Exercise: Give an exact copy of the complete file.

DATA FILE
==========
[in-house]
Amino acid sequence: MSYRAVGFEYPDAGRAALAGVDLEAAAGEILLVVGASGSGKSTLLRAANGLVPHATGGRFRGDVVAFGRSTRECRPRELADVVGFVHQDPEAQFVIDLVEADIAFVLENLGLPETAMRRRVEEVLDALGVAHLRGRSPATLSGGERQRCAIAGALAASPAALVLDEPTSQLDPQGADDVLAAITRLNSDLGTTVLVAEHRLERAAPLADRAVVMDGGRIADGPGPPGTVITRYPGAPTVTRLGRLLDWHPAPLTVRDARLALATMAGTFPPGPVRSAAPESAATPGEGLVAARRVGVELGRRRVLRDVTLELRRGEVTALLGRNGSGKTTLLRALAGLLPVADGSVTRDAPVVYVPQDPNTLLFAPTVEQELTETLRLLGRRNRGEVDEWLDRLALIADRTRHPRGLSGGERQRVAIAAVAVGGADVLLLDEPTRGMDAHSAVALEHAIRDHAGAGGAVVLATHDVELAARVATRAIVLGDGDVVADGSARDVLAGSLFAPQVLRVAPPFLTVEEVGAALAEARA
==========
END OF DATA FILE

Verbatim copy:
[in-house]
Amino acid sequence: MSYRAVGFEYPDAGRAALAGVDLEAAAGEILLVVGASGSGKSTLLRAANGLVPHATGGRFRGDVVAFGRSTRECRPRELADVVGFVHQDPEAQFVIDLVEADIAFVLENLGLPETAMRRRVEEVLDALGVAHLRGRSPATLSGGERQRCAIAGALAASPAALVLDEPTSQLDPQGADDVLAAITRLNSDLGTTVLVAEHRLERAAPLADRAVVMDGGRIADGPGPPGTVITRYPGAPTVTRLGRLLDWHPAPLTVRDARLALATMAGTFPPGPVRSAAPESAATPGEGLVAARRVGVELGRRRVLRDVTLELRRGEVTALLGRNGSGKTTLLRALAGLLPVADGSVTRDAPVVYVPQDPNTLLFAPTVEQELTETLRLLGRRNRGEVDEWLDRLALIADRTRHPRGLSGGERQRVAIAAVAVGGADVLLLDEPTRGMDAHSAVALEHAIRDHAGAGGAVVLATHDVELAARVATRAIVLGDGDVVADGSARDVLAGSLFAPQVLRVAPPFLTVEEVGAALAEARA